When it comes to eating healthy, we all know to keep a careful eye on those saturated fats and refined sugars. Many people take a quick look at a food's nutrition label, make sure there's not too much fat or sugar in it, then toss it into their cart assuming they've made a healthy choice. While fat and sugar are certainly things to keep tabs on, there are a few other ingredients you might want to watch out for as well. These 3 ingredients might make your food cheaper, but they "cheap out" on your health in the process.
1. Partially Hydrogenated Oil (Trans-fat)
This stuff is bad news. Saturated fat (found in butter, for example) is bad for your health because it increases the amount of "bad" LDL cholesterol in the bloodstream. Unsaturated fat (olive oil, for example) is generally known as the "good" fat because it lowers the "bad" LDL cholesterol and raises the "good"HDL cholesterol. Trans-fat is manmade: it is unsaturated fat that is chemically altered to act like saturated fat, and as a result, raises "bad" cholesterol and lowers the good cholesterol.
The quickest way to know if a food contains trans-fat is to simply take look at the nutrition facts on the back of the package it'll tell you upfront. One thing to keep in mind, however, is that a food can claim to be "trans-fat-free" as long as it has less than .5g of the stuff. A few servings of a food with .4g trans-fat per serving can add up. To know if you're completely safe, keep an eye out for the term "partially hydrogenated oil." When liquid vegetable oil is fully hydrogenated, virtually no trans-fat remains. It is when the oil is only partially hydrogenated that we run into problems.
2. Enriched Flour
Imagine someone walks up to you, steals your wallet with $100 in it, then gives you $5 back and goes on his way. That was nice of him to give you $5 back, wasn't it? In a sense, this is what manufacturers of enriched wheat flour are doing to you. They take whole grain flour, strip it of virtually all its nutrients, then add a few back in there to make you happy.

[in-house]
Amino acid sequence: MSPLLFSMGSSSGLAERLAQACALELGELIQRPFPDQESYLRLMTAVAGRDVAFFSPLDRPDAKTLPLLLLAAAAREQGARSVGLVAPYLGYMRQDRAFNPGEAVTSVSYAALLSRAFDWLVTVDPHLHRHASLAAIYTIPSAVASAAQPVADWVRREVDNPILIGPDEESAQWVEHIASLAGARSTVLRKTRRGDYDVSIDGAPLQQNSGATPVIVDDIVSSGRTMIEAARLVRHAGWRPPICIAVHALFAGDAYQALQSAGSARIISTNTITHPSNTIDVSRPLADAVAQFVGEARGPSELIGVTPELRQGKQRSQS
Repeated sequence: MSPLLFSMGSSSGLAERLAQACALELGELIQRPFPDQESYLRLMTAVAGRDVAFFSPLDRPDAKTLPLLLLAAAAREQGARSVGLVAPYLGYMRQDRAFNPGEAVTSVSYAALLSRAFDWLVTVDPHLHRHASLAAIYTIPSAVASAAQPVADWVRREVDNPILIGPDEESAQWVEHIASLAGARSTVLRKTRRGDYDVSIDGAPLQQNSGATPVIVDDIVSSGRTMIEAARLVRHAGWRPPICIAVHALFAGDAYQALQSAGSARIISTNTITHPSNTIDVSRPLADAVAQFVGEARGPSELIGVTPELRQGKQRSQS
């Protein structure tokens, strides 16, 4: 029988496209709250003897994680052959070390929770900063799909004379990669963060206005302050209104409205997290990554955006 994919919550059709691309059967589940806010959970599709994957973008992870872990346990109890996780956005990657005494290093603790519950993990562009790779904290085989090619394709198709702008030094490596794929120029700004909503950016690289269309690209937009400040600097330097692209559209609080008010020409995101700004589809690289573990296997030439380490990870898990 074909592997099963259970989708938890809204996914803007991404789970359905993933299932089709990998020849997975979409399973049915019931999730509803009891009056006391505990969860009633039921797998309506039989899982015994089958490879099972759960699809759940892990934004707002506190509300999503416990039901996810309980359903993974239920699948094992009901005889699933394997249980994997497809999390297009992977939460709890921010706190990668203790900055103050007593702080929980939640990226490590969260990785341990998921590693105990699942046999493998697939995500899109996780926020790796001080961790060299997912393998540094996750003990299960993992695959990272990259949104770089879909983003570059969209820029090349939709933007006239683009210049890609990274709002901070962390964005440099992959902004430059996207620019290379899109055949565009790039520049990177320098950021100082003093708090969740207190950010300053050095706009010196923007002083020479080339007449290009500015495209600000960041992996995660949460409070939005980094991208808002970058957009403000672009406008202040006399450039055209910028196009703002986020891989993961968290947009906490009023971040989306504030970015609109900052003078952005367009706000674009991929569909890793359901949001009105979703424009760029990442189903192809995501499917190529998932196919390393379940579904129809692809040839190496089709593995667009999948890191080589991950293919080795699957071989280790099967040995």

Not only does white flour provide little nutritional value, it actually hurts your body. Whole grain breaks down in our body slowly, providing a sort of stable, time-release form of energy throughout the day. Enriched white flour? Completely opposite. From a glycemic standpoint, white flour is about as bad for you as sugar.
The simple carbohydrates in enriched flour break down incredibly fast and create a spike in blood sugar, causing the body to produce more insulin. All of this leaves you tired and hungry - something I'm sure you'd love to feel all day. Over time, the sharp spikes and drops from these simple carbohydrates can even contribute to diabetes and obesity. Conclusion? Whenever possible, go for foods that list "whole wheat flour‚" or whole grains," as one of the main ingredients.
3. Monosodium Glutamate (MSG)
MSG, often used as a flavor-enhancer, basically tricks your tongue into thinking that what you are eating is high in protein and therefore nutritious. In addition to giving that bag of chips more flavor than you know how to deal with, MSG also stimulates the pancreas to produce insulin. The problem here lies in the fact that many foods that contain MSG do not contain the carbohydrates that the insulin is supposed to act on. As a result, your blood sugar drops, your serotonin levels are depleted, and you are left fatigued and hungry again after only a short time.
If you're like me, the second you hear "MSG‚" you picture a Chinese restaurant. While Chinese food is notorious for using the stuff, it's more common in day-to-day snacks than you might realize. Also, keep in mind that MSG can be found under other names such as gelatin, glutamate, hydrolyzed vegetable protein (HVP) and glutamic acid, to name a few.
The next time you're at the grocery store or pick up a quick snack between meals, take a closer look at the ingredients and make sure you're treating your body right!
Enriched Flour: Hubpages.com